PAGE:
Nobody can tell what the weather will be like in a few days, so how can we predict what the weather will be like in ten years or a hundred? Will it be hot, very hot? Probably. Scientists most definitely don not want taken for astrologers or fortune-tellers.
The IPCC’s models are mathematical models that use the planet’s most powerful computers. The atmosphere and oceans are divided into a huge number of cubes (hundreds of millions). Their evolution is then calculated gradually. On a yearly scale, local meteorological variations seem insignificant.
The models are verified in several ways. By examining, if, taken backwards, they can help to trace past evolution. Or by seeing if they can take the most recent data into account. Or by comparing them to each other because there are many models with technical names like GISS-ER or HadCM3, each attached to different research centres. But none of these results are perfect: for example, researchers freely admit that they have difficulty imitating the role of clouds – this is obviously an essential parameter. This is why they provide “ranges” of values: for example, the precipitation decrease in Southern Europe could be between -4 % and -27 % by 2099.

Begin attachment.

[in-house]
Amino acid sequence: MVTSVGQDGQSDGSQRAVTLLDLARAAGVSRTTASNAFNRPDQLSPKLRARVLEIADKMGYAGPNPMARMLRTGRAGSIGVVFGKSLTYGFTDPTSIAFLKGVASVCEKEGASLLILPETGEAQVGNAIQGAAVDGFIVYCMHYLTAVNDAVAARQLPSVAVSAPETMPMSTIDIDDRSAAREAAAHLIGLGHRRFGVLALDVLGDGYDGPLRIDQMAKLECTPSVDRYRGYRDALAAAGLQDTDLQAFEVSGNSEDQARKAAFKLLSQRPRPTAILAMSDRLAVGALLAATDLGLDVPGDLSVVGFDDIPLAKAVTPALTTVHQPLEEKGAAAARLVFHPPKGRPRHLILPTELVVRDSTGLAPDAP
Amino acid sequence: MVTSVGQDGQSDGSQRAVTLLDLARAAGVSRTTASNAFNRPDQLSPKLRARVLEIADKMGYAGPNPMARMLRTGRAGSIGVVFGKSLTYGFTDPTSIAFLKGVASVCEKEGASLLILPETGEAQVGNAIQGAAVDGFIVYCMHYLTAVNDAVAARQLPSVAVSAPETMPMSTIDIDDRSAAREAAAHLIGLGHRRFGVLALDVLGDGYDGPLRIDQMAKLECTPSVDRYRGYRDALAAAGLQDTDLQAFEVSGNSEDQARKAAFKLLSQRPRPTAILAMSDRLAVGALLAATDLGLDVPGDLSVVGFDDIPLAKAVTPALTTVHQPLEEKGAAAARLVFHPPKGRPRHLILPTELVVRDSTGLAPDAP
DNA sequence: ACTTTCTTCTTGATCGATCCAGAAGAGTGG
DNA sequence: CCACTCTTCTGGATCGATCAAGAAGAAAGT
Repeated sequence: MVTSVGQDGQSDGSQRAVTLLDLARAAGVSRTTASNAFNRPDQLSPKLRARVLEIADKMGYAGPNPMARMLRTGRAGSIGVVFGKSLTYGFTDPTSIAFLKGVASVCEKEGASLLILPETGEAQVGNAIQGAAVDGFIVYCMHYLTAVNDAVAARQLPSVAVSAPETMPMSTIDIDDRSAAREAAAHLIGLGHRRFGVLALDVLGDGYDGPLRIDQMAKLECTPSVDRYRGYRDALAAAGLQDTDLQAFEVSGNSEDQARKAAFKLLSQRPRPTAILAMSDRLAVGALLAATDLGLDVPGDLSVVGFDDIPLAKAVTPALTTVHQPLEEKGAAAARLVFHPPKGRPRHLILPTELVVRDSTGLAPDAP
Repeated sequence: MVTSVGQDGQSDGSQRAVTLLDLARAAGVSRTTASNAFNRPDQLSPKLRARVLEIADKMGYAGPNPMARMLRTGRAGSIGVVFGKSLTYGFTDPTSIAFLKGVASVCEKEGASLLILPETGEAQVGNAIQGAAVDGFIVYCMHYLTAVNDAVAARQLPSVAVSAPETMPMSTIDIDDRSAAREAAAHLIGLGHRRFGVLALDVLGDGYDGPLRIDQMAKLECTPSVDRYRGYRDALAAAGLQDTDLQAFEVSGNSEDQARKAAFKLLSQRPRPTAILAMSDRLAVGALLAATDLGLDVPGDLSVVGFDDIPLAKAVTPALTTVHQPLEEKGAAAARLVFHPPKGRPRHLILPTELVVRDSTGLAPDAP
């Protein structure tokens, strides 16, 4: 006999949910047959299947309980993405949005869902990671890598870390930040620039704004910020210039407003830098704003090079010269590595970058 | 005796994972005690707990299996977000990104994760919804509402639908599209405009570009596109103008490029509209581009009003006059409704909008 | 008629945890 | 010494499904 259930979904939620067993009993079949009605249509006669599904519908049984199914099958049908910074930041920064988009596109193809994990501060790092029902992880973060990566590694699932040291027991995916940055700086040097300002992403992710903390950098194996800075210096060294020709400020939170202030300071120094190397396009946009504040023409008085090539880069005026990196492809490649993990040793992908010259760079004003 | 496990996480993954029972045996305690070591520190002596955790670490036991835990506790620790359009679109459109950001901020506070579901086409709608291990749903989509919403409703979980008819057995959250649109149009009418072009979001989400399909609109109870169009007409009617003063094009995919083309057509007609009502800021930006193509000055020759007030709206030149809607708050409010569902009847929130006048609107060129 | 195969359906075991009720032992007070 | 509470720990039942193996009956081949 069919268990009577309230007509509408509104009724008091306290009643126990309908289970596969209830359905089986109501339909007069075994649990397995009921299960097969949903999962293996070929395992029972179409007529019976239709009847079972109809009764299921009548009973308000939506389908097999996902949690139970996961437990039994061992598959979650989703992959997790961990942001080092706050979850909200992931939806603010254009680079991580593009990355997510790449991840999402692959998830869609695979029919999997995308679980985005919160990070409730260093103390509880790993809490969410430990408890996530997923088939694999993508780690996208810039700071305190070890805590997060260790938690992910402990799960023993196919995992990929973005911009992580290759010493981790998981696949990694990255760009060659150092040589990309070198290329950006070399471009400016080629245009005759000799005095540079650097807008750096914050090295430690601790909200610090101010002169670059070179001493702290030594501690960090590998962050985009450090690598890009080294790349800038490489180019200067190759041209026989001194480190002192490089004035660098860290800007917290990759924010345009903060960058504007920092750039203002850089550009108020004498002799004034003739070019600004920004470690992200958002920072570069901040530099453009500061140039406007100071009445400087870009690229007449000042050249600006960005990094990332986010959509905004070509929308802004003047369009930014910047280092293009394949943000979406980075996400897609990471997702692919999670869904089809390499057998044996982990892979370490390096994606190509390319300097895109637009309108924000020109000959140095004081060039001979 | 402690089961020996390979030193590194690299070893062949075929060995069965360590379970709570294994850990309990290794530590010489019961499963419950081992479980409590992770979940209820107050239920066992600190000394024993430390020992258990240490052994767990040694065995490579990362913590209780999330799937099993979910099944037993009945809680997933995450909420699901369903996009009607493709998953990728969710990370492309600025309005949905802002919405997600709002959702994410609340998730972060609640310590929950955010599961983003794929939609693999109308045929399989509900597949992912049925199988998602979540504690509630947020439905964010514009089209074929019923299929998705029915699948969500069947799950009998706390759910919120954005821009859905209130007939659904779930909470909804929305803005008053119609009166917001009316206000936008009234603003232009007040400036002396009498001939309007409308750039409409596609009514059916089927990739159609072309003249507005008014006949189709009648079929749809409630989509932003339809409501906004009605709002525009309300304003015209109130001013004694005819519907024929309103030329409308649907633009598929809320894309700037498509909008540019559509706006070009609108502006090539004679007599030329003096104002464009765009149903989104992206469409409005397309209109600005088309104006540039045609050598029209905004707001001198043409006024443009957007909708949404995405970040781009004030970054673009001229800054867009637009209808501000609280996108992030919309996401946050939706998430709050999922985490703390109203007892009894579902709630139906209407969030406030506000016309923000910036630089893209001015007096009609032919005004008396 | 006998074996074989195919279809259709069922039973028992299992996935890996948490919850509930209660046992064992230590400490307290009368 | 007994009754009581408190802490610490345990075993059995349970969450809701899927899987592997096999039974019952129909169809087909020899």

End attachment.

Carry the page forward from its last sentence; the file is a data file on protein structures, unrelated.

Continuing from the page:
But, particularly, these models establish scenarios for the next century, not predictions. They are possible stories – “narrative frameworks” – not future reality. Researchers know that the future will be different from all the scenarios they have suggested. But by giving us several benchmarks, they show us how our planet could evolve in one way or another. They thus give us the tools we need to reflect and make decisions.